Mighty Mike Schermer
Vizztone / Finedog
There's something I just plain like about the
music of northern California guitarist / singer
/ songwriter Mighty Mike Schermer.
Actually, there's a lot to like about him: his
very tasteful guitar playing, creative
songwriting, and easy, laidback vocal style.
Schermer puts it all together on his latest
album, Bad Tattoo. It also helps that
he's put together an impressive array of
musicians to back him on the album's dozen cuts,
with the sessions being recorded at Kid
Andersen's now-legendary Greaseland studio.
One can't help but feel sorry for Schermer on
the first number, the up-tempo blues "She Won't
Be Coming Back." He wakes up to find out that
his woman is gone and took everything he had.
"... I talked to her last night and everything
was cool, the minute I turned my back she ran
off with some other fool, she's gone, I still
love her, but she won't be coming back ..."
There's some really nice horn work here from
Eric Bernhardt and Nancy Wright, along with
organ from Austin Delone and polyrhythmic
drumming from Paul Revelli.
Schermer piques my interest with the
baseball-themed "Lover's Hall Of Fame," citing
various relevant hardball references throughout
the song. The song starts with Schermer yelling
out, "Play Ball!" over top of a funky beat with
wah wah effects on the guitar before proceeding
to say that his baby won't get consideration for
his lover's hall of fame. Of course he knows
he's no superstar himself, singing, "... They
won't put me in Cooperstown, but I'm proud of
the the things that I done, at least I struck
out swinging, looking for the home run ..."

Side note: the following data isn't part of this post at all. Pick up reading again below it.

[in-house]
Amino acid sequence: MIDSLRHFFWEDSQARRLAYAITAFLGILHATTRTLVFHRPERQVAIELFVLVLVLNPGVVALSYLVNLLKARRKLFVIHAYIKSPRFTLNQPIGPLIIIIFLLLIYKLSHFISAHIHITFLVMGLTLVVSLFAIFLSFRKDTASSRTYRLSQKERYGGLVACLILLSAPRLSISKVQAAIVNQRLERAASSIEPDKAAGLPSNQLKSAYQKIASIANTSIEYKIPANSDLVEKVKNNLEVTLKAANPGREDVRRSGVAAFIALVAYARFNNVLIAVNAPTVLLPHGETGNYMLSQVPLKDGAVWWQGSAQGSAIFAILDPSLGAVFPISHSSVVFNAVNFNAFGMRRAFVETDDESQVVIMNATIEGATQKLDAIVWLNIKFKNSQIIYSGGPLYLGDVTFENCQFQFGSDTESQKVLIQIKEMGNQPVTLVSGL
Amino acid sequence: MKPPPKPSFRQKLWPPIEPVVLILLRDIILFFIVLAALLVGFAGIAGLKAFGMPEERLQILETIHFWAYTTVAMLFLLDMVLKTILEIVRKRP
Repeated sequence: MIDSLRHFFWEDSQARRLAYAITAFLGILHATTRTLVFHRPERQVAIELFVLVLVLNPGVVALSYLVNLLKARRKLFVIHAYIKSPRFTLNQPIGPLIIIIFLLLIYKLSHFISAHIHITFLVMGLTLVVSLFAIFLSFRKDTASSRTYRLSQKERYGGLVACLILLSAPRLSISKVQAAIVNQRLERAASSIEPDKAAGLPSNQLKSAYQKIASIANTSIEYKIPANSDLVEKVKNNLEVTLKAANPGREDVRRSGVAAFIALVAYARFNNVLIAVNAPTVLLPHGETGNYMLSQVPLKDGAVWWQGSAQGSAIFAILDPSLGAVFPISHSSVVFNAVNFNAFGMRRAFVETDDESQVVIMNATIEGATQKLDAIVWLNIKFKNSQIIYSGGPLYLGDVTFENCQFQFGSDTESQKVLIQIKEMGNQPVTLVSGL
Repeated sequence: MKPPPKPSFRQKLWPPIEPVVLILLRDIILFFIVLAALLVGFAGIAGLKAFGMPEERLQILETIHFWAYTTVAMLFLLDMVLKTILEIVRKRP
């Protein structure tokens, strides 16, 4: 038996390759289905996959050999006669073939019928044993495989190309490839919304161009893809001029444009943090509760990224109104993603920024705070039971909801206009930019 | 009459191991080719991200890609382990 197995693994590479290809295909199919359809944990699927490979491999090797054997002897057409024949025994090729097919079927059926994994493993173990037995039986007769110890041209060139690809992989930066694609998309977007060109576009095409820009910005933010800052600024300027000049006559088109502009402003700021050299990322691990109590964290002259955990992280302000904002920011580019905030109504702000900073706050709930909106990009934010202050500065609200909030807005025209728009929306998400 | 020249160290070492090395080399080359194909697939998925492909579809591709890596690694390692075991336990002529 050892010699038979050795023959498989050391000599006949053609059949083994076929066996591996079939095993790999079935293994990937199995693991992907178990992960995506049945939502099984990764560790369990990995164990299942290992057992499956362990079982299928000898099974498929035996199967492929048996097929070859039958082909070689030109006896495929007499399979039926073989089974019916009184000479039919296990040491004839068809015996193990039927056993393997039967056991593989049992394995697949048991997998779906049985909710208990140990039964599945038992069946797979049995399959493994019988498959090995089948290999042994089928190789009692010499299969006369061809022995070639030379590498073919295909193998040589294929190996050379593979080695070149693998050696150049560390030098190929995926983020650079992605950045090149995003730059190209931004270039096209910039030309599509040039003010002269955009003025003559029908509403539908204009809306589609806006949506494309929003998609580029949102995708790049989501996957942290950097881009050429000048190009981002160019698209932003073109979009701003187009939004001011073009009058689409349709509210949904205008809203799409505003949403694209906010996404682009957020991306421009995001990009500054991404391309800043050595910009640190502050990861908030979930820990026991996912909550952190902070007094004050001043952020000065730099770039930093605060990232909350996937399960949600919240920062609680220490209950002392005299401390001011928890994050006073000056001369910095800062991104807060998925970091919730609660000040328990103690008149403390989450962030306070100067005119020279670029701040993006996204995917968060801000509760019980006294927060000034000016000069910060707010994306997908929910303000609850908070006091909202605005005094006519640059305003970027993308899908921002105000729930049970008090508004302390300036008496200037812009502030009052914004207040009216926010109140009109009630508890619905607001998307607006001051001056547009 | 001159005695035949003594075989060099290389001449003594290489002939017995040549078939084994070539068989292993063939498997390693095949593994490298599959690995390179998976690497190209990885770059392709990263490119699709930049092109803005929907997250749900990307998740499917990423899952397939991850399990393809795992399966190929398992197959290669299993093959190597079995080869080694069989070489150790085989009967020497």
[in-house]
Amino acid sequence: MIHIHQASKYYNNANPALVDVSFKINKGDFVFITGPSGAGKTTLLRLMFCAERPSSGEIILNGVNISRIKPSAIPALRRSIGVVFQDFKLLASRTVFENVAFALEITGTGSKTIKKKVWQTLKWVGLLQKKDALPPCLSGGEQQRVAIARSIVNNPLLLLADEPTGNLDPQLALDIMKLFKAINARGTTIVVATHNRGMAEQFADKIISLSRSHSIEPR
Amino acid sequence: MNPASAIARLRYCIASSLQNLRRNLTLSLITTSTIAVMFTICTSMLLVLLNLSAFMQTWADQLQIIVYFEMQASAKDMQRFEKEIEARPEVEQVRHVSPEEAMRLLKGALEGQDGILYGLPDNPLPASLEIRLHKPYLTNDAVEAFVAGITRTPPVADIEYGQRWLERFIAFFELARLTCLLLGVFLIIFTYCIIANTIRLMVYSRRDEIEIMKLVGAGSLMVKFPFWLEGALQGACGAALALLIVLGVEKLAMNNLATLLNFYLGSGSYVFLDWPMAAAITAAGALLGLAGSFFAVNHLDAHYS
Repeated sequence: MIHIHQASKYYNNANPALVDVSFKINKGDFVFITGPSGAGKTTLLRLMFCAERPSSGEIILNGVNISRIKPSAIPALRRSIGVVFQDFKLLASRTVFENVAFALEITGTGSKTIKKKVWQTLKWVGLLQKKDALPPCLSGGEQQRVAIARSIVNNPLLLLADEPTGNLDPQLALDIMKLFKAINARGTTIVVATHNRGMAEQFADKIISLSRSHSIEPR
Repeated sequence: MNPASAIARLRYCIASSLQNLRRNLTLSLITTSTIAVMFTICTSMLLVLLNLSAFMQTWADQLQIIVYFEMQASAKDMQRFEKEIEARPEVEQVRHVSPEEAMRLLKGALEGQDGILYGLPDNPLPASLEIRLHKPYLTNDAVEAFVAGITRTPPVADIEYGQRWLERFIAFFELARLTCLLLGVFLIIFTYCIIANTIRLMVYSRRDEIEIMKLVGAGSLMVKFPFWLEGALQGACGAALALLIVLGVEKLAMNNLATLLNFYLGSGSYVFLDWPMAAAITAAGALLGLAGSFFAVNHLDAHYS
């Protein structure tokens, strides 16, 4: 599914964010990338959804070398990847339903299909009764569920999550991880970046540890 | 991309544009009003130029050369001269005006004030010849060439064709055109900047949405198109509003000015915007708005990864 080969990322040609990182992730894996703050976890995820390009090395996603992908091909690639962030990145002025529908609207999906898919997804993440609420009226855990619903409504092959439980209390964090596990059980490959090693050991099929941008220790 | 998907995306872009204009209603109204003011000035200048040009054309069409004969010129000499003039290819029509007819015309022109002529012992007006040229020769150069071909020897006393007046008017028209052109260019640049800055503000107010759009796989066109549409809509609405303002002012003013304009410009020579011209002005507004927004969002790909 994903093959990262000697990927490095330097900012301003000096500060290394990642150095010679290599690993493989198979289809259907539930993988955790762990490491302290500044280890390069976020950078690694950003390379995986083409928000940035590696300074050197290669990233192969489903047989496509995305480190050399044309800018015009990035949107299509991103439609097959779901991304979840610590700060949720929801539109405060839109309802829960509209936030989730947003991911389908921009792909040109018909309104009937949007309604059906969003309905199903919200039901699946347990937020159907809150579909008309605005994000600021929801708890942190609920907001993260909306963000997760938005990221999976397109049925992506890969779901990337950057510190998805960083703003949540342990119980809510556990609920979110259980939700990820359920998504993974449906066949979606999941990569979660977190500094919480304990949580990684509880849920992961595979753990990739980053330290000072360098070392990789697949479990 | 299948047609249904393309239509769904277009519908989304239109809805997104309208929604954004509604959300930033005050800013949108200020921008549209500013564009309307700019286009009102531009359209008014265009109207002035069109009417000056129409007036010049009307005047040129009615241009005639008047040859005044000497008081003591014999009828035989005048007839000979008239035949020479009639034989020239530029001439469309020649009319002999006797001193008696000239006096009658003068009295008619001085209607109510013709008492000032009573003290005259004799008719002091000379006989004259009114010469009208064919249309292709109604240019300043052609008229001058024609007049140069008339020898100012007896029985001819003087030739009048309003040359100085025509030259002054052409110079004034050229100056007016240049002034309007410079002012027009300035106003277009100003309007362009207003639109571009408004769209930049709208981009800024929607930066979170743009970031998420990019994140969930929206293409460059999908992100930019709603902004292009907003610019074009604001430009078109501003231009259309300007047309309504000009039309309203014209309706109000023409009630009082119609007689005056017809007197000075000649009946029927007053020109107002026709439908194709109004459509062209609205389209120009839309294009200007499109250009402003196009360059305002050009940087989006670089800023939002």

I love the sound of the farfissa organ, an
instrument not used enough in the blues world,
but Delone pounds away on the keys on the
up-tempo "How Much Longer?," with Schermer
tossing in some solid rockin' guitar. "I Can't
Let It Go" is a mid-tempo snaky blues that
features Billy Price and L'il Baby on background
The title cut comes up next, and it's one of the
highlights of the disc with a creative original
song that will have a lot of listeners nodding
their head in sympathy to Mighty Mike's plight.
As for that bad tattoo that his baby has in a
key spot, Schermer sings, "... she's got the
name of some other dude in a bad tattoo ...,"
and "... what would make a hottie do something
to her body that couldn't stand the test of time
..." There's some hot guitar here from Mighty
Mike as well as a stellar baritone sax solo by
"Ain't That The Way Love Goes?" is a nice,
mid-tempo shuffle with Chris Cain on electric
piano(!) and co-producer Andersen providing the
bass backbeat. L'il Baby returns to contribute
backing vocals along with Andersen. Organist Jim
Pugh lays down a solid foundation for the
up-tempo feelgood number "One Thing Every Day,"
with gospel-ish backing vocals, this time from
both L'il Baby and Bernhardt. Schermer pays
tribute to his woman on the rockin' shuffle,
"Hey Francine!," with some killer Link
Wrap-style guitar and a fine organ solo from
Delone. Schermer is definitely not looking for a
long-term relationship when he sings, "... who
needs tomorrow when all we need is today ..."
Aki Kumar guests on harmonica behind Schermer's
echo-y vocals on the plodding blues, "Baby Down
The Well," before moving on to the bluesy funk
of "Suffocating Love." Cain joins in on his more
normal instrument to share guitar duties with
Schermer. "Stop Looking For Love" is a slow
blues shuffle that wouldn't sound out of place
on a '60s Excello Records compilation, with Rick
Estrin summoning his inner Lazy Lester on
Bad Tattoo closes with a song that would
be an appropriate "end of the set" type of song,
the up-tempo "Up All Night." Schermer and his
companion are heading out to an all-night blues
club to "... party like it's 1979 ...," but
that's okay because they can sleep all the next
I've previously described Schermer's music as
just plain ol' good fun, and Bad Tattoo
is no exception. It's a good addition to his
--- Bill Mitchell